Paper Collection: VP Cheney's Remarks After 2001 Attacks

Paper Collection: VP Cheney's Remarks After 2001 Attacks

This is the first story in a three-part series featuring words from ephemera collector Michael Ragsdale.  Ragsdale has been a collector of New York City event-specific paper ephemera and autographs since 1997.  He started collecting the items for fun while working as a cameraman capturing various events for  C-SPAN and others. Ragsdale hobby took a new direction on the morning of September 11, 2001, when he began two aftermath-related collecting efforts, both important and unique.

Almost every acquisition I amassed over the years is significant in its own way.  But a stand out is filming former Vice President Dick Cheney’s first public speech on Oct. 18, 2001, after the terrorist attacks a month earlier. At the time, I worked on a C-SPAN video crew and filmed Cheney’s speech at the 56th Annual Alfred E. Smith Memorial Foundation's dinner, a fundraiser benefiting the Catholic charities.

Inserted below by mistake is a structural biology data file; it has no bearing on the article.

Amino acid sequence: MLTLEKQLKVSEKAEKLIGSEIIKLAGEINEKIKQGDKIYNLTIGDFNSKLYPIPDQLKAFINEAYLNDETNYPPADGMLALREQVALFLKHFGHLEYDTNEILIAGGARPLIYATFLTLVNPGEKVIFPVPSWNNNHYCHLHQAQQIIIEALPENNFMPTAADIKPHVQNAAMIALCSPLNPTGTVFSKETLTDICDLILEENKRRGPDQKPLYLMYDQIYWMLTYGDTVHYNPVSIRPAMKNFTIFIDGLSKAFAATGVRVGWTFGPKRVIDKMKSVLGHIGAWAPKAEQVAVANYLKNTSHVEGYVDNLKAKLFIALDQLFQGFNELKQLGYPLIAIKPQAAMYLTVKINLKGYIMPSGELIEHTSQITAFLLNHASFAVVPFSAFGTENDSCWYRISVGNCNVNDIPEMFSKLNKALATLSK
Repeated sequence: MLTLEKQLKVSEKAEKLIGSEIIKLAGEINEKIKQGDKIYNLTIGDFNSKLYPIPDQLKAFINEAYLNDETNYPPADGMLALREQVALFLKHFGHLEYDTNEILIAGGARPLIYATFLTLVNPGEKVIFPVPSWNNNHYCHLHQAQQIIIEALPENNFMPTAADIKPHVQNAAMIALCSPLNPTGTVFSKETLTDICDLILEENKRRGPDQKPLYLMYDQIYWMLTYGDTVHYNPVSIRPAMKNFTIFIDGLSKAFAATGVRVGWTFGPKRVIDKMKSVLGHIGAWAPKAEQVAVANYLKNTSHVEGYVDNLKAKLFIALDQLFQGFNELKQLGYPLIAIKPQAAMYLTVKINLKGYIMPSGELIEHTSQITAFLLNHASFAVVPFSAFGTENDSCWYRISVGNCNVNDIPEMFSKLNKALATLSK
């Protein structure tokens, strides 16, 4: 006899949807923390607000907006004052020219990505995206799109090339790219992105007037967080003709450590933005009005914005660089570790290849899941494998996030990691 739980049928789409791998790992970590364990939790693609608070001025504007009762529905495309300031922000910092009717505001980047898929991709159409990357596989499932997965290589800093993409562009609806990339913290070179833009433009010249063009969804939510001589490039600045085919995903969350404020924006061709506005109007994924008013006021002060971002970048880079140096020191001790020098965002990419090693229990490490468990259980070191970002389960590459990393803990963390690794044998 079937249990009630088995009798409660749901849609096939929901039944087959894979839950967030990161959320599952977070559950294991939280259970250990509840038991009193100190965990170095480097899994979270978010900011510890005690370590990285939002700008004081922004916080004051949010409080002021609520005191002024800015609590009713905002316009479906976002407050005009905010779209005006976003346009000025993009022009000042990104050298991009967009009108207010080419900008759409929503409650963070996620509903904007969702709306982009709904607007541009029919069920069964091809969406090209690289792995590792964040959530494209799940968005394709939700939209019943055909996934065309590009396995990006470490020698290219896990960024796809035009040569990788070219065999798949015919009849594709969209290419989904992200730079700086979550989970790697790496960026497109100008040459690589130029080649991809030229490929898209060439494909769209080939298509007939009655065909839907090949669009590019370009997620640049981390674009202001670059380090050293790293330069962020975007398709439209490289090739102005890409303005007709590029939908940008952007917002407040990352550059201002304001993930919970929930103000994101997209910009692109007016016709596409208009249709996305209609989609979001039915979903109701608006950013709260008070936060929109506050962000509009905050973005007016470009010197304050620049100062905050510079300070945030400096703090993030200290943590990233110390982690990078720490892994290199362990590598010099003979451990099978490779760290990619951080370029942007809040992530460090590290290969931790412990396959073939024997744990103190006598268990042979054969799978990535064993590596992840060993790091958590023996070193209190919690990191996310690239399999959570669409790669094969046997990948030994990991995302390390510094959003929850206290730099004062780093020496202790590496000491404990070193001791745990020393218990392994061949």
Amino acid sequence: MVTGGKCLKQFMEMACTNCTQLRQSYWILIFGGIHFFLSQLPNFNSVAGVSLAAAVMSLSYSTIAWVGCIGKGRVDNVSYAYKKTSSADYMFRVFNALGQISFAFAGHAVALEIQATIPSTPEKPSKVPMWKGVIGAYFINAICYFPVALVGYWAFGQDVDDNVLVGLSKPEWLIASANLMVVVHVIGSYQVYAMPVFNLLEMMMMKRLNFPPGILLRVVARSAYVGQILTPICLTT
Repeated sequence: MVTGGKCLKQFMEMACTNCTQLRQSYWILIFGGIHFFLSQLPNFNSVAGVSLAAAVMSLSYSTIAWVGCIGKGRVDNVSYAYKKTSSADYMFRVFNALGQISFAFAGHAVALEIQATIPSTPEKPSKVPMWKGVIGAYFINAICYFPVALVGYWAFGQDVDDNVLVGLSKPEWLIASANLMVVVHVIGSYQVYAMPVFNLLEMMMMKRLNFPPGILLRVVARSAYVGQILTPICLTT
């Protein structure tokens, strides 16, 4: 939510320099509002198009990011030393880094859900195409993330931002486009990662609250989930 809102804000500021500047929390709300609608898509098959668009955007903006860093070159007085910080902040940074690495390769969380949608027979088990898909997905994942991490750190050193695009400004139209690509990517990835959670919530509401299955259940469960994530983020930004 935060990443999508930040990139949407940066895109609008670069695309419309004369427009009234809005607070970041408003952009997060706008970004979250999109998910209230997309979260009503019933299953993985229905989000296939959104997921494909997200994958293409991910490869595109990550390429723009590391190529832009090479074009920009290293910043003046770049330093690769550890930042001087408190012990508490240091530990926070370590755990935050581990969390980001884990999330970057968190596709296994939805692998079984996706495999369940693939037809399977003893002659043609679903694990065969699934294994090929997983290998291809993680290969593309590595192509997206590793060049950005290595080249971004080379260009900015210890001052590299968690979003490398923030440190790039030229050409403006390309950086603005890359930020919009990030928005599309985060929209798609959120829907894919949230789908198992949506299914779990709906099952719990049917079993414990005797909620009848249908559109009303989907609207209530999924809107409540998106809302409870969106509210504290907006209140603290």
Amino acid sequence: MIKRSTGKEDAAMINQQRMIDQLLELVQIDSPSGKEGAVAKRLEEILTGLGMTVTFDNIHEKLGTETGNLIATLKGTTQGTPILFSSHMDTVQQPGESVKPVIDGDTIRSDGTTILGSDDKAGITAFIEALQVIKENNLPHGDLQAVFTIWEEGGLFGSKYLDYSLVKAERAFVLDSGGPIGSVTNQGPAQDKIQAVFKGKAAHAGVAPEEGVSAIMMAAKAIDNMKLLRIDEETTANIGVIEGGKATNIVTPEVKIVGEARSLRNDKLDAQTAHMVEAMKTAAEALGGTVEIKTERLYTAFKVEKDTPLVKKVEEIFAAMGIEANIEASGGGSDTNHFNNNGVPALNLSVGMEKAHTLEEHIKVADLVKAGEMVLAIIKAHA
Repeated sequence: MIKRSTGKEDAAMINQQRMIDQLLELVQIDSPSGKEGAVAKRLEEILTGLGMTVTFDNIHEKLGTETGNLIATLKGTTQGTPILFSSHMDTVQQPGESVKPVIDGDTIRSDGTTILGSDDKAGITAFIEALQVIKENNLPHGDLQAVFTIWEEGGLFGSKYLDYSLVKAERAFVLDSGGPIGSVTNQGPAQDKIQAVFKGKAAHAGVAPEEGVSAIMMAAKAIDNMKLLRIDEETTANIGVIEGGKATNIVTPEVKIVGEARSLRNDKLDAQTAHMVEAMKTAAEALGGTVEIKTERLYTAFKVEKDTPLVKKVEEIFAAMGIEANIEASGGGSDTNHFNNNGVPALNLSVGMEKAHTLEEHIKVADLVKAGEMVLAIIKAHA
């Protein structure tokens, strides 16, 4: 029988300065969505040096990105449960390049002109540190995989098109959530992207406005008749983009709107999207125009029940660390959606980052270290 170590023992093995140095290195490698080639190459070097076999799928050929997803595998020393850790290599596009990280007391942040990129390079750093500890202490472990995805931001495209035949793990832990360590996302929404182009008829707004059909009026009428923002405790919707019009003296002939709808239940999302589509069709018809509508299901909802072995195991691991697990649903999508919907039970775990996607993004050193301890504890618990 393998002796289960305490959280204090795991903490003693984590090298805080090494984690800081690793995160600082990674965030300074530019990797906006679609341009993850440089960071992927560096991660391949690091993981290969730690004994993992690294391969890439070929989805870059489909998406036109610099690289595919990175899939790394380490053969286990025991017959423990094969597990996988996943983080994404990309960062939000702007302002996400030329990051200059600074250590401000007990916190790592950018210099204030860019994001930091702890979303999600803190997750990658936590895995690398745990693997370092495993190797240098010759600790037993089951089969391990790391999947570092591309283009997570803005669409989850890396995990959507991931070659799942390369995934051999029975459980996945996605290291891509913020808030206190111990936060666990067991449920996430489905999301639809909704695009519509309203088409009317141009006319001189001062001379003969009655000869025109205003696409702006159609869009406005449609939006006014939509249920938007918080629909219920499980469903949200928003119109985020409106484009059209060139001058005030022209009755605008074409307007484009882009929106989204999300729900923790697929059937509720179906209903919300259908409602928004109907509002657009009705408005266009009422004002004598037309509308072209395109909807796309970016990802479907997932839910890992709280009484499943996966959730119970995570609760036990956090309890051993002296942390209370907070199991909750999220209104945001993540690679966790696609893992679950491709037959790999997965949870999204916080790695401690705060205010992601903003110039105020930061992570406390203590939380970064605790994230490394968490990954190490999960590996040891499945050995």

He would deliver his speech at a lectern near several rows of tables occupied by New York’s religious, media as well as the state’s political leaders, including former Gov. George Pataki.

Cheney began his remarks with a few jokes about his unknown whereabouts that included a few popular conspiracy theories. His comedic tone would turn serious. Before the solemn crowd inside the Waldorf Astoria ballroom, Cheney spoke about the tragic death of New York Fire Department chaplain, Father Mychal Judge, who died on 9/11 at the World Trade Center site.

“Americans can’t wait for justice to be delivered – it will,” Cheney said, adding the United States was going to engage in a “war unlike any we have seen before.”

During the event, I collected several pieces of event ephemera and came away from the benefit dinner with the autograph of Irish tenor Ronan Tynan. Tynan began the affair by making a lot of people teary-eyed, including me. How so? By singing “Isle of Hope, Isle of Tears” and “God Bless America.”

Being a New Yorker, among hundreds of others in attendance whose home city was attacked so violently only five weeks earlier, and then hearing Tynan sing as he did got to us all. It is something I will never forget.

By Michael Ragsdale